Someone at the Smithsonian Museum came up with nine other serious incidents occurring on March 15. The assassination of Caesar at the age of 55 in 44 BC was the oldest. Next came a “48-hour spree of rape, pillage and murder in southern England in 1360.” King Edward III retaliated with a raid said to have been even more brutal. In 1889 a March 15 cyclone wrecked six opposing warships lined up off Samoa, killing 200 sailors. The silver lining in that cloud was that a potential war between the United States and Germany was avoided.
Russian Czar Nicholas II—who succeeded Alexander II, the one who sold Alaska to the United States—abdicated the throne on March 15, 1917. That ended a royal dynasty that lasted three centuries, opening the door to a communist takeover. In 1939, the Nazi blitzkrieg took over Czechoslovakia on March 15, at the start of World War II. Sixty-six people died on March 15, 1941, when a blizzard hit North Dakota, Minnesota, Manitoba and Saskatchewan. Winds of 60 miles an hour from the north drove a deadly snowfall. Another weather-related March 15 saw a world record of 73.62 inches of rainfall in a 24-hour period on the island of La Reunion in the Indian Ocean.
On March 15, 1971, the Columbia Broadcasting System canceled The Ed Sullivan Show. The variety show had run for 23 years; shows of Red Skelton and Jackie Gleason were dropped a month earlier. NASA reported on this date in 1988 that the ozone layer over the Northern Hemisphere had been “depleted three times faster than predicted.” Fifteen years ago a mysterious respiratory disease, later to be known as SARS (Sudden Acute Respiratory Syndrome), caused a global health alert issued on March 15.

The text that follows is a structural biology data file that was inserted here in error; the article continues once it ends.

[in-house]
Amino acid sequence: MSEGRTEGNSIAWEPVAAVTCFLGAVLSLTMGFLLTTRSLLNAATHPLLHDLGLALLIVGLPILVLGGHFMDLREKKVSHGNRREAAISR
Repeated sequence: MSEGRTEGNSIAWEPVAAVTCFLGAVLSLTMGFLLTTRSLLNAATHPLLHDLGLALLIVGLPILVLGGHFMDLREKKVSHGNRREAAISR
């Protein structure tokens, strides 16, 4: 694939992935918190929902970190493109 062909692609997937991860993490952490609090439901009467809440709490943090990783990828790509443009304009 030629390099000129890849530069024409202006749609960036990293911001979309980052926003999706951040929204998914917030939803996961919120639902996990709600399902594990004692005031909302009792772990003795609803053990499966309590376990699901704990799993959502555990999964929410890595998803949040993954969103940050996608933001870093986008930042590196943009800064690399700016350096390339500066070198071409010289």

Although not listed by the respected Smithsonian scholar, March 15 looms large in another federal bureau—the Internal Revenue Service. From 1918 until 1955 that was the deadline for filing income tax returns. Some Americans might view that as another misfortune, especially if they are late and have to pay a hefty penalty.
According to Jessica Sung, writing for Fortune Magazine:
Congress originally put tax day on the calendar. When the 16th Amendment, which allows Congress to institute the income tax, was adopted on Feb. 3, 1913, Congress chose March 1…as the deadline for filing returns. Then, with the Revenue Act of 1918, Congress inexplicably moved the date forward to March 15. The next overhaul came in 1955, when buried between tax-code revisions was yet another date change, this time to April 15. According to an IRS spokesman, the move “spread out the peak workload,” but there’s another explanation. Turns out that as the income tax applied to more of the middle class, the government had to issue more refunds. “Pushing the deadline back gives the government more time to hold on to the money,” says Ed McCaffery, a University of Southern California law professor and tax guru. Still, the IRS’s rigidity works in your favor: By law, it must mail your refund within 45 days or pay you interest.
A new tax law was passed by Congress on Dec. 22, said to lower rates for most Americans. It went into effect last month with many of the details still to be worked out. This year, tax returns for 2017 income will be due on April 17. The additional time is because April 15 is on Sunday. That coincides with Emancipation Day in Washington, D.C., meaning that IRS offices there will be closed on Monday, extending the deadline until Tuesday the 17th since nobody will be in the office to accept the forms.
So, now we know about the Ides of March. May the tides of the ides go your way!
Lee Jordan has been an Alaskan since 1949, moved to Chugiak in 1962 and in 2016 moved back to Anchorage. An Alaska history buff, he enjoys writing about the place where he did not want to be sent, but came to love. He has written four books on Alaska history and has a blog at www.byleejordan.com. To reach Lee Jordan, email: firstname.lastname@example.org.